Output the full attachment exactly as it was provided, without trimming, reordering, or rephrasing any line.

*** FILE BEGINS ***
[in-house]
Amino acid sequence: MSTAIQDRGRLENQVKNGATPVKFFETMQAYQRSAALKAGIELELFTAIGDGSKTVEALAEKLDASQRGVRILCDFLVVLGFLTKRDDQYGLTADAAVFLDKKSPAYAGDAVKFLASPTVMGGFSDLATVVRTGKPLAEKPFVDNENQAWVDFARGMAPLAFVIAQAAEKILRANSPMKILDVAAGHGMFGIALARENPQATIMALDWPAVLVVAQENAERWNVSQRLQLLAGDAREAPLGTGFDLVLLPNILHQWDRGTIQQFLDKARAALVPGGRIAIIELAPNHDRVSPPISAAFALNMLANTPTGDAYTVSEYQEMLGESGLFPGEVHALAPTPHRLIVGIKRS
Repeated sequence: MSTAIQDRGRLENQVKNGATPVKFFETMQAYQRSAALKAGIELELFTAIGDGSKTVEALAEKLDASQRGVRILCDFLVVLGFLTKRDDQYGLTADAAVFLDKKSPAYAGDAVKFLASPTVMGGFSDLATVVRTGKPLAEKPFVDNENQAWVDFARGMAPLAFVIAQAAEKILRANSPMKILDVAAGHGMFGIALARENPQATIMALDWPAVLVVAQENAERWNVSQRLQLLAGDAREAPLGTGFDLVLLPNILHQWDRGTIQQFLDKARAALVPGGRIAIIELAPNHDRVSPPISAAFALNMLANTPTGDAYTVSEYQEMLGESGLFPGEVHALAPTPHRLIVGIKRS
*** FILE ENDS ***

[in-house]
Amino acid sequence: MSTAIQDRGRLENQVKNGATPVKFFETMQAYQRSAALKAGIELELFTAIGDGSKTVEALAEKLDASQRGVRILCDFLVVLGFLTKRDDQYGLTADAAVFLDKKSPAYAGDAVKFLASPTVMGGFSDLATVVRTGKPLAEKPFVDNENQAWVDFARGMAPLAFVIAQAAEKILRANSPMKILDVAAGHGMFGIALARENPQATIMALDWPAVLVVAQENAERWNVSQRLQLLAGDAREAPLGTGFDLVLLPNILHQWDRGTIQQFLDKARAALVPGGRIAIIELAPNHDRVSPPISAAFALNMLANTPTGDAYTVSEYQEMLGESGLFPGEVHALAPTPHRLIVGIKRS
Repeated sequence: MSTAIQDRGRLENQVKNGATPVKFFETMQAYQRSAALKAGIELELFTAIGDGSKTVEALAEKLDASQRGVRILCDFLVVLGFLTKRDDQYGLTADAAVFLDKKSPAYAGDAVKFLASPTVMGGFSDLATVVRTGKPLAEKPFVDNENQAWVDFARGMAPLAFVIAQAAEKILRANSPMKILDVAAGHGMFGIALARENPQATIMALDWPAVLVVAQENAERWNVSQRLQLLAGDAREAPLGTGFDLVLLPNILHQWDRGTIQQFLDKARAALVPGGRIAIIELAPNHDRVSPPISAAFALNMLANTPTGDAYTVSEYQEMLGESGLFPGEVHALAPTPHRLIVGIKRS